Last year, Cleveland Browns receiver Rashard Higgins ran 446 of his 471 total routes out of the slot. And 44 of his 46 targets came on slot routes. Even then, as the de facto Browns slot receiver, Higgins’ rate of being targeted on 9.9 percent of his slot routes was sixth-lowest in the league among qualified receivers, and 31st-lowest from 2006 to present.
Duke Johnson bore a lot of responsibility for that, of course, as the fourth-most-targeted running back in the league. Higgins was one extreme. Around the league, wide receivers were targeted on roughly one-sixth of their slot routes (16.8 percent), with 42 of 62 qualified receivers falling between 10 percent and 20 percent. Starting in 2006, 60 percent of qualified receivers have fallen in that range. It’s consistent, if not perfectly predictable, that a receiver will see about that many targets per slot route.
Which is why what Michael Thomas did in 2017 is so remarkable.
As the No. 1 Saints receiver, Thomas saw a big workload last year. He was targeted on 26.7 percent of all of his routes, second in the league to only Keenan Allen among qualified receivers. Getting targeted on a quarter of your routes run is significant! The last four years, only 11 receivers have crossed that threshold, and there’s not a surprising name on the list. (The closest to a surprise: Andrew Hawkins in 2014, who was targeted on 24.9 percent of his routes — just below our threshold. But he had the “benefit” of playing for a Browns team that didn’t have much to offer at the receiver position.)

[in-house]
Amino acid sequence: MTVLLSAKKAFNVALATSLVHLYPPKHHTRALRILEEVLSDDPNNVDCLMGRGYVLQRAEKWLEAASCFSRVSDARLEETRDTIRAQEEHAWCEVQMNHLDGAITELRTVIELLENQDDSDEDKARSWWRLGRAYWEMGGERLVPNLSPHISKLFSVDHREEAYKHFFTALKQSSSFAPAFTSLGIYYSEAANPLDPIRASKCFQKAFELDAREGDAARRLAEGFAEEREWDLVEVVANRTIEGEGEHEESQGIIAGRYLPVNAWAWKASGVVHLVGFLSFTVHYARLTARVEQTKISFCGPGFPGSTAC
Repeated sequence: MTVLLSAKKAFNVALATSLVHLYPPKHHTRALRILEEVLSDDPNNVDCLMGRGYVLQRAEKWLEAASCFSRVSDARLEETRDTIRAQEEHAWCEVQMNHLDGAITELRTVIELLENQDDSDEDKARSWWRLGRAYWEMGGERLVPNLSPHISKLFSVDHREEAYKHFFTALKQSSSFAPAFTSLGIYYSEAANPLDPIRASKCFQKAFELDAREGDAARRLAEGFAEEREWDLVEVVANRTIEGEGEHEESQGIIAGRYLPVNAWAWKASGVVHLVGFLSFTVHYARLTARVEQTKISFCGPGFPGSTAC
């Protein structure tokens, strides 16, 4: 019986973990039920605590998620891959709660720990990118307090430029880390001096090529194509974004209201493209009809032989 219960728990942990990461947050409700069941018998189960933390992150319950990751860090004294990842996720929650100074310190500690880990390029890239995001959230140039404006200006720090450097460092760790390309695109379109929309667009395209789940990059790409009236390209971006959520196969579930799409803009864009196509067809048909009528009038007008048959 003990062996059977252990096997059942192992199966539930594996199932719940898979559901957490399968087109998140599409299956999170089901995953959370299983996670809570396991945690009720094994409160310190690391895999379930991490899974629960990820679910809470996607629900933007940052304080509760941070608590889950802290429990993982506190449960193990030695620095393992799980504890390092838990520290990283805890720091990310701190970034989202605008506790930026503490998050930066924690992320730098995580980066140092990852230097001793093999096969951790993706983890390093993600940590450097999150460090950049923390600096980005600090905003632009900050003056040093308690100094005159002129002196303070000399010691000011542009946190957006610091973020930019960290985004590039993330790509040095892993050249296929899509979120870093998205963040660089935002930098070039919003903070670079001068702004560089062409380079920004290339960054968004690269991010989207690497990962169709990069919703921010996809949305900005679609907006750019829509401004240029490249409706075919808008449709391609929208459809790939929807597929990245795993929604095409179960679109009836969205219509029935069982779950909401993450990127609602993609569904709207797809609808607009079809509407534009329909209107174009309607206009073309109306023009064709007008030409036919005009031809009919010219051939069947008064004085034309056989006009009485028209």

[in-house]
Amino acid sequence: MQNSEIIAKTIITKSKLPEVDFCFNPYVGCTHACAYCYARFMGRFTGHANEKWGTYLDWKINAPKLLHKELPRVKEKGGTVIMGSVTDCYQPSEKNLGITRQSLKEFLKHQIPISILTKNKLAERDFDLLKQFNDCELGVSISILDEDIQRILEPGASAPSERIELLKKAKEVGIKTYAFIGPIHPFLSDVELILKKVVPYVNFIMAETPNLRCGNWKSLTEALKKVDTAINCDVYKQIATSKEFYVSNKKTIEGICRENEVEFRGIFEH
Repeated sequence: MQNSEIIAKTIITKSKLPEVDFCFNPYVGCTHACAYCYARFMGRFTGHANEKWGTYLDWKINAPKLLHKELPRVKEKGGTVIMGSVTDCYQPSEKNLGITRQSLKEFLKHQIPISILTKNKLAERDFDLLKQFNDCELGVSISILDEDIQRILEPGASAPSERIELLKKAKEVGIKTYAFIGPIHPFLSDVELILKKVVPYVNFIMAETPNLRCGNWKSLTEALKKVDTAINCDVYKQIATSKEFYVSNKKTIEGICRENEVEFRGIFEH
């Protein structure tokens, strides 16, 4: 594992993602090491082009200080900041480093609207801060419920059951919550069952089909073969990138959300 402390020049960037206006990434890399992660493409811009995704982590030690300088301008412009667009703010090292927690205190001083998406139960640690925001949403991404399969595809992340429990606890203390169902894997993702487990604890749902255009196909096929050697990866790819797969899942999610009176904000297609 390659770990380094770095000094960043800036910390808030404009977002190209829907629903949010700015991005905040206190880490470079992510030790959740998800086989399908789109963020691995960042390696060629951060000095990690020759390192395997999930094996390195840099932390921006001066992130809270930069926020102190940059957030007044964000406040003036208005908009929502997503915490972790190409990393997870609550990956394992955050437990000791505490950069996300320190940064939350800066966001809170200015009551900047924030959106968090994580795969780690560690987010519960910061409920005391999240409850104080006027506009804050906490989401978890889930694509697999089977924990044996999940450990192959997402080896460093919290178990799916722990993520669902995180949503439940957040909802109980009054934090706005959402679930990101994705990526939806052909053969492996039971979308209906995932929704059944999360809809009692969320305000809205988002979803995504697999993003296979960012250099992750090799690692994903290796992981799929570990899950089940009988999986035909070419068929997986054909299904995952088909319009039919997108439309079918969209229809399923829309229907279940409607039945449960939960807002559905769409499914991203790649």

Getting targeted 25 percent of the time is significant, no matter where you are running your routes. But then you look to slot routes — Adam Thielen and Robert Woods tied for the second-highest target rate on slot routes last year, at exactly 25 percent. Thomas? He ran 116 routes out of the slot in 2017 and was targeted on 47 — or 40.5 percent.
Being targeted on 40.5 percent of slot routes is basically unheard of. In the PFF era (2006 to present), it is far and away the highest percent we’ve seen.
On top of that, Thomas averaged 3.63 yards per route run out of the slot. That’s the second-best in the PFF era, and essentially lapping the field from 2017:
Woods averaged 2.26 yards per route run out of the slot last year. That’s good! That’s very good! It’s also not even two-thirds of what Thomas was doing down in New Orleans.
The Saints have Ted Ginn as the No. 2 receiver to Thomas, let Willie Snead leave in free agency, and drafted Tre’Quan Smith in the third round of the draft. All of those decisions (Ginn and Smith are typically deep weapons; Snead did most of his work out of the slot) appear to make it that much easier for Thomas to do work out of the slot going forward.
Thomas saw some slot work as a rookie in 2016. He ran 13 percent of his routes from the slot, and saw a target on 18 percent of those routes. With Ginn in Carolina that season and Snead and Brandin Cooks filling the slot role in New Orleans, Thomas had to do more outside work. As the receiving corps changed heading into 2017, so too did Thomas’ role.
Drew Brees isn’t likely to continue targeting Thomas at a 40-percent clip, for the simple fact that that rate is nearly unheard of. But he’s shown an affinity for receiving work out of the slot, and if his overall workload matches to reach some of the rates he’s seeing out of the slot, then Thomas — currently the No. 5 receiver in consensus rankings and in ADP — could be a bargain even at that price.